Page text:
Discussion

Overall, the three methods all performed well with decent AOS, AP, and AOS. According to the results, they were all relatively stable and consistent and did not produce any major outliers, anomalies, or unexpected fails. As mentioned before, this is because of the optimal hyperparameter settings and the well-performing techniques used in each program method.

However, the methods still did produce errors in false-positives and false-negatives. False-positives are instances where the algorithm detects an object that is not actually present in the image, such as a shadow or a reflection. False-negatives are instances where the algorithm fails to detect an object that is actually present in the image, such as a small or occluded object. There were some specific instances where methods did not have a high performance and produced false-negatives and false-positives.

In Monocular 3D object detection and the Deep Learning Network, for instance, when objects in images were too small, too far, or too occluded to be detected by the camera, false-negatives occurred. When the objects had complex poses or orientations that were not aligned with the camera such as a pedestrian leaning towards the ground or a cyclist tilted at an angle, false negatives also happened. In the Triangulation Learning Network, when objects were moving too fast or unpredictably for the camera to track (for example, swerving cars and cyclists speeding across the screen), false-negatives occurred. Across all three methods, when objects had similar appearances or shape to the background such as bench next to a car in the distance, false-positives occurred.

Each method has advantages but also some key drawbacks. Deep Learning and Geometry, despite combining deep neural networks with geometric reasoning for an innovative detection design, has limitations that affect its performance and applicability including:

  • DLG relies on accurate depth estimation from monocular images, which is a challenging and ill-posed problem. Errors in depth estimation can propagate to the 3D bounding box prediction and reduce the accuracy of the detection.
  • DLG assumes that the objects are rigid and have a fixed shape, which limits its ability to handle deformable or articulated objects, such as humans or animals. Moreover, DLG does not account for occlusion or truncation of the objects, which can affect the visibility and geometry of the objects.
  • DLG requires a large amount of annotated data to train the deep neural networks, which is costly and time-consuming to obtain.

DLG is not a universal solution for 3D object detection, and further research is needed to address these challenges and improve the robustness and generalization of the method.

Monocular 3D object detection is widely available and cost-effective, but it also suffers from a lack of accurate depth information. Therefore, it has to rely on additional cues, such as geometry constraints or pseudo point clouds to infer the 3D properties of objects. These cues are often noisy, incomplete or domain-specific, which limit the generalization and robustness of the method. This contributes to the following drawbacks:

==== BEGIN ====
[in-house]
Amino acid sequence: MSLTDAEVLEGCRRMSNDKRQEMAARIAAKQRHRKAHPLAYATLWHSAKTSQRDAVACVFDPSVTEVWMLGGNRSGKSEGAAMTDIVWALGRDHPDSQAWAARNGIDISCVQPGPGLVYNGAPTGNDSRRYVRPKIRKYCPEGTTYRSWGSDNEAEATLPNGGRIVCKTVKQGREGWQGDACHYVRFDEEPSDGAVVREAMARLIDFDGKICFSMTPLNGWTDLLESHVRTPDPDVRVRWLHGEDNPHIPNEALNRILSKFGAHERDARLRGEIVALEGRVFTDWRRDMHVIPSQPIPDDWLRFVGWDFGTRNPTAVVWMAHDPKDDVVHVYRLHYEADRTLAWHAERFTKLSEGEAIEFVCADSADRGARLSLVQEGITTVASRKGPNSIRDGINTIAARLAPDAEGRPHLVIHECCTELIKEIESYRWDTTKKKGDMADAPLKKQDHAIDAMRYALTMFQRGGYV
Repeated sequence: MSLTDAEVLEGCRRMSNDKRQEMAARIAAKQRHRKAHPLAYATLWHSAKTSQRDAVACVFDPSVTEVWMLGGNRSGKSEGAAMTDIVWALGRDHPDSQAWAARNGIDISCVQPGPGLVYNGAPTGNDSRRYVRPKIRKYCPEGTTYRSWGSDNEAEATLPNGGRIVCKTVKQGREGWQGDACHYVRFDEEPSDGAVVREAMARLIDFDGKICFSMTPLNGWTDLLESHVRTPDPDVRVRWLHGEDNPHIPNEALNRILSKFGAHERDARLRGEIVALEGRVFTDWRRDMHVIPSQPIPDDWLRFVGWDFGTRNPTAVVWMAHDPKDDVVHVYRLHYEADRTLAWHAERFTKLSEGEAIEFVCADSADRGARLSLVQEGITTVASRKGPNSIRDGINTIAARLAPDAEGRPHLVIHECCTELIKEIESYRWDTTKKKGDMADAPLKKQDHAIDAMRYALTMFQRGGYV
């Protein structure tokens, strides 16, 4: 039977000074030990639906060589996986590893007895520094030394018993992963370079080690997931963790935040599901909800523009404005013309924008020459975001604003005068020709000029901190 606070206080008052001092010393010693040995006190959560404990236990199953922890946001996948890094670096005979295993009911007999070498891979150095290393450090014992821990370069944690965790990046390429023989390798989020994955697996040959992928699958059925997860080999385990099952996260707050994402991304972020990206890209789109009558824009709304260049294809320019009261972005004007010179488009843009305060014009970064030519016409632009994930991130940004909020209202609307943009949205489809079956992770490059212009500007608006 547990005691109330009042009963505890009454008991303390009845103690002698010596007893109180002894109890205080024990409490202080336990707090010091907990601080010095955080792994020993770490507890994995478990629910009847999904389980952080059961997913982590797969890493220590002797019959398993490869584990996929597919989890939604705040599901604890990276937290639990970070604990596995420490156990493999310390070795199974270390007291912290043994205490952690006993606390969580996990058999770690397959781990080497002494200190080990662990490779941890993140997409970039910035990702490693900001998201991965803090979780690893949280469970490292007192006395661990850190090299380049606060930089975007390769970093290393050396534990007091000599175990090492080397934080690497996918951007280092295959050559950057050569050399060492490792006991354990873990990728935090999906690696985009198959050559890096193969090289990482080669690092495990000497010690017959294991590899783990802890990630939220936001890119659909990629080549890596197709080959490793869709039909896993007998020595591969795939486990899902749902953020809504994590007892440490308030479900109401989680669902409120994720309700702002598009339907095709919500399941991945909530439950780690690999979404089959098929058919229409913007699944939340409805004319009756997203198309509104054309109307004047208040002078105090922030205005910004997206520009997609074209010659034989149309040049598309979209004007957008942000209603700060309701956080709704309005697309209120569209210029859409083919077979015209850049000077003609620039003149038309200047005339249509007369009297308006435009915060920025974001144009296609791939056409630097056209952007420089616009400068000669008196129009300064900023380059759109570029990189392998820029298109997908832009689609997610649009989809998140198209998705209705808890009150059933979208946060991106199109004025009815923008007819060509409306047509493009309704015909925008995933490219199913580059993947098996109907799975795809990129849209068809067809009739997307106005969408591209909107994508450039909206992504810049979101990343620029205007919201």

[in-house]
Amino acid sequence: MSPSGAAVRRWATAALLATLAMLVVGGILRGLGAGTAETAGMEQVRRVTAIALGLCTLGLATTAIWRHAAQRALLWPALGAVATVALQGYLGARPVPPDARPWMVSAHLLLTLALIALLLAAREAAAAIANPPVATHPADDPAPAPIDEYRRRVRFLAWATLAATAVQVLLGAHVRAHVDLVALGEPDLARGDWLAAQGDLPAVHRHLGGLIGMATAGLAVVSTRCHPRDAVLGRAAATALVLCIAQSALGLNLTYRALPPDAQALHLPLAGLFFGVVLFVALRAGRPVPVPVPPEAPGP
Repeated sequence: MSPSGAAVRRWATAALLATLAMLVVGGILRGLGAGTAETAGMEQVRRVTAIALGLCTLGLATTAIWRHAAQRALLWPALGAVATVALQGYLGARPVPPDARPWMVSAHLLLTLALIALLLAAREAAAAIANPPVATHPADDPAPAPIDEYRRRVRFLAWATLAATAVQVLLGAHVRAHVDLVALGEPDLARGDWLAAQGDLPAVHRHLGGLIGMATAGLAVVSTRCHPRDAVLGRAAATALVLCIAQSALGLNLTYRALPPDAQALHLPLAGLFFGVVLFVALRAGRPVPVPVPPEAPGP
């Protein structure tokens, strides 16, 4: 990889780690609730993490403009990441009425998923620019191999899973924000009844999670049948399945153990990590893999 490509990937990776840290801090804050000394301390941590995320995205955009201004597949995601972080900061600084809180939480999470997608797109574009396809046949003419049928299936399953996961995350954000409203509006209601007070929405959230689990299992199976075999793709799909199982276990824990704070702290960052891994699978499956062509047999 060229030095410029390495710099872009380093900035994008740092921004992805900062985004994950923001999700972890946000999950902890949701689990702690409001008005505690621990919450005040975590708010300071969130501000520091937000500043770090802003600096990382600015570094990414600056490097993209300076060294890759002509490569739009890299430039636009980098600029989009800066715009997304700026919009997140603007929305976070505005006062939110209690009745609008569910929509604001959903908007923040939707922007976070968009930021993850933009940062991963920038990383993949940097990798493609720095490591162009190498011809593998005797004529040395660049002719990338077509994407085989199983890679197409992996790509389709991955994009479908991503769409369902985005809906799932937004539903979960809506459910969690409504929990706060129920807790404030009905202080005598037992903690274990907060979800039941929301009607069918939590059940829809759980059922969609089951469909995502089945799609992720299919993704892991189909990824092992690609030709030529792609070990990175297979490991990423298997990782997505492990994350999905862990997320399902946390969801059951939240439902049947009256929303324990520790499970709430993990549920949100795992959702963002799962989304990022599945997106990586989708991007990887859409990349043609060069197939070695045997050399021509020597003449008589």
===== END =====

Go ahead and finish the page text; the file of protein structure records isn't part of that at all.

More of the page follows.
• The method is sensitive to occlusion, truncation, and scale variation of objects in the image, which affect the estimation of depth and orientation.
  • Mono3D has to deal with the ambiguity and uncertainty of the 3D reconstruction problem from a single view, which may lead to multiple plausible solutions and inaccurate predictions.
  • Mono3D is computationally intensive and requires multiple stages or modules to perform feature extraction, 2D detection, 3D projection, and refinement. This reduces the efficiency and scalability of the method.

Future research should focus on developing a more robust, efficient, and scalable monocular method that can overcome these limitations.

Triangulation Learning Network outperforms Deep Learning and Geometry and Monocular 3D Object Detection. It can effectively exploit the inherent structure of 3D objects and scenes from multiple views to improve the accuracy and robustness of the 3D detection. TLNet consists of two modules – a triangulation module (that generates 3D proposals by triangulating 2D keypoints), and a refinement module (that adjusts the proposals using semantic features) – which allows it to handle occlusion, truncation, and varying viewpoints better than DLG and Monocular Object Detection which rely on a single-view geometry or depth estimation network that is prone to errors and ambiguities. TLNet also reduces the computational cost and memory consumption by processing only a subset of views instead of all available ones. Finally, it does not require any explicit 3D representation or reconstruction of the scene, which simplifies the implementation.

TLNet has some relatively small limitations that may affect its performance and applicability in real-world scenarios:

  • TLNet relies on a fixed number of anchor boxes to represent the 3D objects, which may not be able to capture the diversity and complexity of real-world objects.
  • TLNet assumes that the camera parameters are known and fixed, which may not always hold in dynamic environments where the camera pose and intrinsic parameters change over time. This in some cases may hinder the TLNet in detecting 3D objects that are truncated by image boundaries resulting in possible detection flaws for the vehicle.

Despite these drawbacks, the Triangulation Learning Network achieves state-of-the-art results for 3D object detection and has high effectiveness and efficiency.

Conclusion

Triangulation Learning Network has been shown to outperform Deep Learning Geometry and Monocular 3D Object Detection and achieve high accuracy and robustness. It can handle occlusions and partial views better, as it can exploit the complementary information from multiple views. It can generalize well to new scenarios and domains, as it can learn and adapt transferable features from diverse viewpoints. These advantages make TLNet a powerful tool for autonomous driving technology. It can enhance the safety, efficiency, and reliability of the perception system by reducing the errors and uncertainties in object detection, which are critical for planning and control. It can also enable new applications and functionalities for autonomous driving, such as semantic segmentation, scene understanding, and 3D reconstruction, which require high-quality object detection as a prerequisite.